The Swim Professor

Jim Reiser, M.S.

How to use Demonstrations in Swimming Lessons »« Swim Instructors and Body Language

How Swimming Instructors Unintentionally Discourage Students

One sure-fire way to discourage your young learners is by using incongruent feedback. How do you avoid it?

  • You must understand the difference between congruent and incongruent feedback.
  • You must make a conscious effort to use congruent feedback.

So what is incongruent feedback and how can swim teachers avoid it? First, let’s clarify what it means to give congruent feedback: CONGRUENT FEEDBACK refers to relationship between the content of your feedback, the focus of your feedback, and the cues/buzzwords in which you have given for the skill. When your feedback is congruent, you are giving your student information that is directly related to what you have asked your student to do. Incongruent feedback, on the contrary, gives information to the learner that may be important to the skill, HOWEVER, it is not specifically related to what you just asked your swimmer to focus on.

For example, let’s assume that you are teaching a student who is just learning how to swim the freestyle (Front Crawl). You have given your student the cues, “Big strokes, fast kicks.” You have provided demonstrations or good examples that illustrated these two key components to the general, overall idea of the freestyle. You may have even provided demonstrations to illustrate a poor stroke where the arms weren’t coming out of the water and knee bend was excessive.

Having executed the above-mentioned skill presentation, you are off to a good start. Now let’s talk about the challenge: getting a young learner conditioned to execute the movement properly and consistently.

Studies have shown that when teachers give a high percentage of “congruent feedback,” that their teaching becomes more narrow and more focused (Rink, 1993). As a result, your students’ effort becomes more narrow and focused. BUT HERE IS THE PROBLEM: FAR TOO MANY TEACHERS use what is known as the “shotgun approach.” The shotgun approach involves the teacher asking the student to focus on the “big strokes, fast kicks,” HOWEVER, as soon as the student performs the skill–the teacher starts giving feedback on everything the teacher knows or observes relative to the freestyle.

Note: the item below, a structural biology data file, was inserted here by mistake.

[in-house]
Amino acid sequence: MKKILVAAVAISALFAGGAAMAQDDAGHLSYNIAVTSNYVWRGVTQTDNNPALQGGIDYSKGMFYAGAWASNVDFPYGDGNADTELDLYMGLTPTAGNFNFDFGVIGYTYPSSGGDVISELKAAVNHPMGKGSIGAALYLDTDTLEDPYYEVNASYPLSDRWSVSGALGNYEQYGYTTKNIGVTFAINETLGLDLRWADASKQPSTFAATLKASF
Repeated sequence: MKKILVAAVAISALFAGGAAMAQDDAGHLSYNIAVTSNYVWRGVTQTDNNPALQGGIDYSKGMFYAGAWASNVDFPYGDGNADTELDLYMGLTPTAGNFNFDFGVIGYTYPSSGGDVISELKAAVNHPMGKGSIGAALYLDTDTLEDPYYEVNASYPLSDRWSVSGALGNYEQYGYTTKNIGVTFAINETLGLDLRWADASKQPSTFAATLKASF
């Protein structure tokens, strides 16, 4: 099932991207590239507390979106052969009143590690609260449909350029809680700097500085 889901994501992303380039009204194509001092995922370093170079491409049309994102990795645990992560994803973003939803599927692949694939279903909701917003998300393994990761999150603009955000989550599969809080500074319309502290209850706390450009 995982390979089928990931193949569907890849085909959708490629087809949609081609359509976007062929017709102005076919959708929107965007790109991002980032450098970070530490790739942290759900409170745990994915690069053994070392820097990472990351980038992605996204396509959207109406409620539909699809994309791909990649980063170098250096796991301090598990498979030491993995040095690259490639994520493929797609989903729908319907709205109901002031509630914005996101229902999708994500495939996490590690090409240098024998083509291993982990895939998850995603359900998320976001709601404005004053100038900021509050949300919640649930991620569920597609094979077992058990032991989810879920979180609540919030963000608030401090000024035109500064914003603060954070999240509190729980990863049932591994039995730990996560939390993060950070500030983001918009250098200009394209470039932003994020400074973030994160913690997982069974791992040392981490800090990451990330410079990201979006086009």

Let’s go back to the example above. You have given your student specific cues and instructions focusing on the big strokes and fast kick. If your feedback is congruent, your feedback after that particular swim should be focused in on just that. Yet at the end of the swim, the feedback given goes something like this instead:

  • “You have to point your toes when kicking!”
  • “Don’t pull so short!
  • “You have to rotate your hips!”
  • “You have to lead your stroke with your shoulder!”
  • “Don’t look forward when you swim!”

Lastly, and extremely important–think of how the psychological effect of the incongruent feedback corrections could have on the student. The young learner is trying so hard to please the instructor working hard to do what the instructor asked, but then the instructor ignores that effort only to give additional corrections. While the teacher’s intentions are good, the incongruent feedback can lead to a very discouraged student.  While each of these statements may be completely accurate, they are examples of an instructor using the shotgun approach and giving incongruent feedback. Students, especially those in the cognitive stage of learning can focus only on a limited number of cues or ideas. Even worse, when swimming instructors use this approach, students find it very difficult to maintain a focus when the instructor continuously switches the focus within short time periods

If you can implement this proven pedagogy practice in your learn-to-swim classes, you will take your teaching to a whole new level and your students will flourish under your guidance! I hope you found this blog helpful. Thank you for visiting The Swim Professor Blog!  .

The International Swimming Hall of Fame has named Jim Reiser the recipient of the 2015 Virginia Hunt Newman Award for his curriculum and approach in teaching infants, toddlers, and children to swim.  Jim is the first American to win the award in 10 years.

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January 29, 2017 at 5:06 pm
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